July 06, 2022 5:00 AM

What the pelvic floor can tell health care providers about how to treat chronic pelvic pain

Patients with less tender pelvic floor muscles might benefit more from physical therapy while those with widespread pelvic floor pain may need systemic treatments as well to address their pain.

pelvis
Jacob Dwyer, Justine Ross, Michigan Medicine

Among patients with chronic pelvic pain and urinary issues, those with intense soreness throughout their pelvic floors are more likely to experience pain that is driven by the central nervous system. As a result, they might benefit from systemic treatments that address their overall pain, according to a recent multi-site study.

Patients with urologic chronic pelvic pain syndrome who have a lesser degree of pelvic floor tenderness might be better candidates for treatments that target their pelvic floor tenderness specifically, such as physical therapy, the researchers found.

“One of the challenges of treating pelvic pain is that patients often have more than one problem going on,” said Priyanka Gupta, M.D., a urologic surgeon at University of Michigan Health, a clinical associate professor of urology at the University of Michigan Medical School and the first author of the paper. “As clinicians, we’re trying to figure out what therapies are better for patients and for pain conditions it can be trial and error to find a therapy that is helpful. One aim of this study was to determine if we can better categorize patients at the beginning of their care so we can target our treatments better.”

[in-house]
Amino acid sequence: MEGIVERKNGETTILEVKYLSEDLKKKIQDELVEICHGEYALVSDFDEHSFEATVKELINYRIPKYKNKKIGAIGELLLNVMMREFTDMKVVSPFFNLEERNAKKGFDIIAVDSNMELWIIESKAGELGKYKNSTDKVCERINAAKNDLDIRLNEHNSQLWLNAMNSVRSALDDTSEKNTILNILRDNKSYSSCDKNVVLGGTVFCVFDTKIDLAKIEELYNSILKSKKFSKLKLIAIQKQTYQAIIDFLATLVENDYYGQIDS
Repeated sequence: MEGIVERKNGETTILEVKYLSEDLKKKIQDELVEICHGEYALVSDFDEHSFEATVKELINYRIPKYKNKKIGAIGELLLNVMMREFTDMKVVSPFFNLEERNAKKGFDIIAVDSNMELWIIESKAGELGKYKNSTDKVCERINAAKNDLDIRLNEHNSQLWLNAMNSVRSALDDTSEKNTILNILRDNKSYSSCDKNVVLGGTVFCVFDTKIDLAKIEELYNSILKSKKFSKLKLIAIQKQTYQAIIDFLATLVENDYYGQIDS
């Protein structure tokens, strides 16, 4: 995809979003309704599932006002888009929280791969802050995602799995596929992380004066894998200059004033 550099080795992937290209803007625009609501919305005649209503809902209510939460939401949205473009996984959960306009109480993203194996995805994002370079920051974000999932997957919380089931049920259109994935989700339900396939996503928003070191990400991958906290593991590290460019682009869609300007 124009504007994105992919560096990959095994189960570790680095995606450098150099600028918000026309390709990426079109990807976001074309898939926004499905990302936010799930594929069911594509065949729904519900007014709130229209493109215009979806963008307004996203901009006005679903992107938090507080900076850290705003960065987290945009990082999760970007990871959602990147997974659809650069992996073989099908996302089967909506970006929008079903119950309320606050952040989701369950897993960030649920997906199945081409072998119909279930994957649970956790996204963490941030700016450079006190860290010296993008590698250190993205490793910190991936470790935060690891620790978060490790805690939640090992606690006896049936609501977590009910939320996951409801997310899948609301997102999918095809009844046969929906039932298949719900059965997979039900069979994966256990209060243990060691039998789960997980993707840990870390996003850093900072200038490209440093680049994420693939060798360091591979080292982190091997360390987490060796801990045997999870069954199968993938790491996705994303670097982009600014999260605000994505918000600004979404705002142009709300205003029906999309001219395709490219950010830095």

This paper is one of several analyzing the results from the Multidisciplinary Approach to the Study of Chronic Pelvic Pain Research Network, an NIH-backed initiative that has spanned almost 15 years and included researchers in a range of disciplines from six institutions. (J. Quentin Clemens, M.D., the associate chair for research in urology at Michigan Medicine, is the chair of the MAPP network.)

Gupta notes that the MAPP network plans to publish a clinical summary of their various studies’ findings in the near future.

Paper cited: “Is Pelvic Floor Muscle Tenderness a Distinct Urologic Chronic Pelvic Pain Syndrome Phenotype? Findings from the Multidisciplinary Approach to the Study of Chronic Pelvic Pain Research Network Symptom Pattern Study,” The Journal of Urology. DOI: 10.1097/JU.0000000000002679